Sep 30, 2009 at 6:31 PM | Unregistered Commentergeoffchambers

Folks

I do not think this is that difficult:

1). Any scientist/(and by implication) journal worth his/its salt should insist, before accepting any new 'development', that all data and the methodology should be made readily available in as much detail as required by the wider community to verify said 'development'

2). Failure to adhere to the 1st principle above should mean the new theory is unacceptable/cannot be published

That such a simple rule is not in place says more about scientists and esteemed scientific jouranls than they will ever know.

Sep 30, 2009 at 6:57 PM | Unregistered CommenterPaulHClark

I agree that Andrew Orlowski's article is exceptional in its detail and accuracy. The Yamal story is important in what it reveals about the scientific integrity of the persons involved.

Without Steve McIntyre's remarkable efforts we'd still be in the dark on this one. We should all publicly support his efforts to require the publication of data and methods used to reach scientific conclusions. These tools are part of the basic kit of science. It seems impossible that some climate scientists have been allowed to stray so far from first principles.

Sep 30, 2009 at 7:46 PM | Unregistered CommenterJohn G. Bell

I have noticed that some of the commentator here misguided over here the points are not clear so far so they should stop here i don't want to say they are totally wrong but i am just believe that there is something wrong in this post.

Oct 1, 2009 at 12:43 PM | Unregistered Commenterbelkin wireless router

I tried to post this on the JoAbbess blog. Couldn't do it for some reason. Jo claimed:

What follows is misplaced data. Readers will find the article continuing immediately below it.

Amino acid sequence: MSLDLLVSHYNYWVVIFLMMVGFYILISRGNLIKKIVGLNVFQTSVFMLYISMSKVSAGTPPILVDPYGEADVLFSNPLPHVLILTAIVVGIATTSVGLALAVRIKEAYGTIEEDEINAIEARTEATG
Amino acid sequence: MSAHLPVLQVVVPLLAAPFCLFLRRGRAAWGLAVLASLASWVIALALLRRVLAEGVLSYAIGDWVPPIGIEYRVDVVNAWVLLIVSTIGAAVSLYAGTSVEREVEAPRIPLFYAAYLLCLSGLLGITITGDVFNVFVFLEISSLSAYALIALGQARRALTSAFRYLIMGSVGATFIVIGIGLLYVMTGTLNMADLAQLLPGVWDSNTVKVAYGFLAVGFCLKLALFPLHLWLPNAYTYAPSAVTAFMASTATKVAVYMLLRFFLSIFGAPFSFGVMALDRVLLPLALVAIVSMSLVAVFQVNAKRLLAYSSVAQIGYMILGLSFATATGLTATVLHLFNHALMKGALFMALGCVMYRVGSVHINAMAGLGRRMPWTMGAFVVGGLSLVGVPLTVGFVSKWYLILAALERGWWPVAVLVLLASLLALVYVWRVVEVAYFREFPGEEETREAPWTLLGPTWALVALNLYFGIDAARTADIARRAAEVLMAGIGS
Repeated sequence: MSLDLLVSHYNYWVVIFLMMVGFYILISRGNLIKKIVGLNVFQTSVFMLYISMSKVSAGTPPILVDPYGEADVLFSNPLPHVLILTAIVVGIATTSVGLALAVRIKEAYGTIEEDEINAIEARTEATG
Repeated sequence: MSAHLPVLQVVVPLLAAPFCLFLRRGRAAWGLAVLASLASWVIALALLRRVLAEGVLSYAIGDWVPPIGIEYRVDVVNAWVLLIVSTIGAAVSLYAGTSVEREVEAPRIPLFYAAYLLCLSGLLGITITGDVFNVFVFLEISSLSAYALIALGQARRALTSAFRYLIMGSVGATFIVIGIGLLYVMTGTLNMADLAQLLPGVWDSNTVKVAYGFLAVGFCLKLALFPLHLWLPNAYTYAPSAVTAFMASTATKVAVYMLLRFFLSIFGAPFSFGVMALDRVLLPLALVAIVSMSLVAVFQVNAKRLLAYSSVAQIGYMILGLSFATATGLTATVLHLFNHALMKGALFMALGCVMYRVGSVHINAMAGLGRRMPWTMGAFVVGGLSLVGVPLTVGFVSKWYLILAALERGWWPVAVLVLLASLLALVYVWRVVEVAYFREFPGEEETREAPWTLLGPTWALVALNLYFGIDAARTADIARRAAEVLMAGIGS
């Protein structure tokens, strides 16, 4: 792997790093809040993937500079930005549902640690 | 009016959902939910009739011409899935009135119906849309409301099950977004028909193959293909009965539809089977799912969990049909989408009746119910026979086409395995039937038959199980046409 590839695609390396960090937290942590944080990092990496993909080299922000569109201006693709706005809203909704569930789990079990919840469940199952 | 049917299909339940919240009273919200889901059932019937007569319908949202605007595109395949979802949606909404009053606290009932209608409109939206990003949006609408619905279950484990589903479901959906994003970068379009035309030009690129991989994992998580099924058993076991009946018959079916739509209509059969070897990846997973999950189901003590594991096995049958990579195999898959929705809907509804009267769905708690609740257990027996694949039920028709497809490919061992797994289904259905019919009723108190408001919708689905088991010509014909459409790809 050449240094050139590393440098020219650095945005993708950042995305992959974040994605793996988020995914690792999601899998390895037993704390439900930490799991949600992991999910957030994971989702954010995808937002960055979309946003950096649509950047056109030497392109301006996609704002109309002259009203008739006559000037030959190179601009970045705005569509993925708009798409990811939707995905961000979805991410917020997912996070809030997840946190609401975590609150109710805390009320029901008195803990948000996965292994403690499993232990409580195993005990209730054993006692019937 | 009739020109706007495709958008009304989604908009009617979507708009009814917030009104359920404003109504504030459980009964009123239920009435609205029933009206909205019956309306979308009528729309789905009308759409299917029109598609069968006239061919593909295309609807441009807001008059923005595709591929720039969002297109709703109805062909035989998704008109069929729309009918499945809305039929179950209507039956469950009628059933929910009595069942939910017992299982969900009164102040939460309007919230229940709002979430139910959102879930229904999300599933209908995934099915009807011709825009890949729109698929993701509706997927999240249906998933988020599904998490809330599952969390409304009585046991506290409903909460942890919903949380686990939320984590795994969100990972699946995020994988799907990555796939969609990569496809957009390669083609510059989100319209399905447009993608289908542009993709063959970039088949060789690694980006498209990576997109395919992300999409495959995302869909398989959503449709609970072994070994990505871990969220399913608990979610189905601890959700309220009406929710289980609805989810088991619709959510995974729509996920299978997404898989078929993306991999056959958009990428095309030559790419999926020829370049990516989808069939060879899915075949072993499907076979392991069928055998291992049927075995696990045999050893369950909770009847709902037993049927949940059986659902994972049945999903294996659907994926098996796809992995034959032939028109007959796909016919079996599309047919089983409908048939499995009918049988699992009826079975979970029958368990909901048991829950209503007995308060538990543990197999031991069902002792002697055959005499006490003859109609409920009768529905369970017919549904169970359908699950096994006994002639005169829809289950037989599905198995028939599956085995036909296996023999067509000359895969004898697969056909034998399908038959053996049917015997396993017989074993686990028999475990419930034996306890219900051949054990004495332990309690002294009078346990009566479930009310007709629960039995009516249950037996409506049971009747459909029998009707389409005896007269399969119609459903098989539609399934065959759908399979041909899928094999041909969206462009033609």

"There is no evidence of a 'growing band' of [Anthropogenic Global Warming] AGW sceptics, skeptics or deniers."

Evidence? There's lots of evidence...

http://wattsupwiththat.com

...has now surpassed 20 million hits. At the beginning of this year they had under 8 million hits. Most of their articles get between 100 – 500 comments [and there are 2 - 3 new articles a day posted]. How is your blog doing, by comparison to skeptic sites?

Other skeptics' sites are also doing very well, while realclimate is nothing but a small echo chamber, censoring all comments that dispute Gavin Schmidt's AGW agenda. [And kudos to you for not censoring contrary views -- something that is required for any blogs funded by George Soros, including RC, Tamino, climateprogress, etc. Glad to see you're not on the Soros payroll.]

And re: hockey sticks. Yes, the UN/IPCC is using lots of new hockey stick charts. But the granddaddy of all the IPCC's charts was Michael Mann's now discredited hokey stick chart.

The UN absolutely LOVED Mann's chart! It showed approaching disaster at a glance. They used it repeatedly. Until Steve McIntyre thoroughly debunked it. The Wegman Report to Congress subsequently confirmed McIntyre's analysis.

The Wegman Report killed Mann's hokey stick chart dead. The IPCC deleted it from AR-4. And you don't boot out something you love: they were forced to stop using it.

So now, the UN political appointees that fabricate their reports for policy makers have scrounged around to find other, equally bogus hockey stick charts. There are plenty around, like Hanno's, but none are as fabulous as the Mann chart.

The Yamal chart is another bogus hokey stick chart. It is thoroughly dishonest, as McIntyre & McKittrick have shown conclusively. By deleting just ONE tree, the Yamal hockey stick shows a completely un-scary chart. What good is THAT?

It's been disclosed that over the past decade alone, Keith Briffa has pocketed over a million dollars in grant money [£788,805]. That is an enormous incentive to fake the data, which is what Briffa essentially did. Had he not been caught fudging the data, the grant money would keep rolling in.

The fact that AGW skeptics are clearly in the ascendant is the reason that Congress is so desperate to pass a Cap & Tax law. If they wait too long, too many people will understand that CO2=AGW is a hoax.

Oct 1, 2009 at 8:16 PM | Unregistered CommenterThemistocles

I thought you might like to know that a couple of days ago I emailed the BBC website staff for 'The Green Room' (http://news.bbc.co.uk/1/hi/in_depth/sci_tech/green_room/default.stm) which claims to host 'environmental opinion and debate'.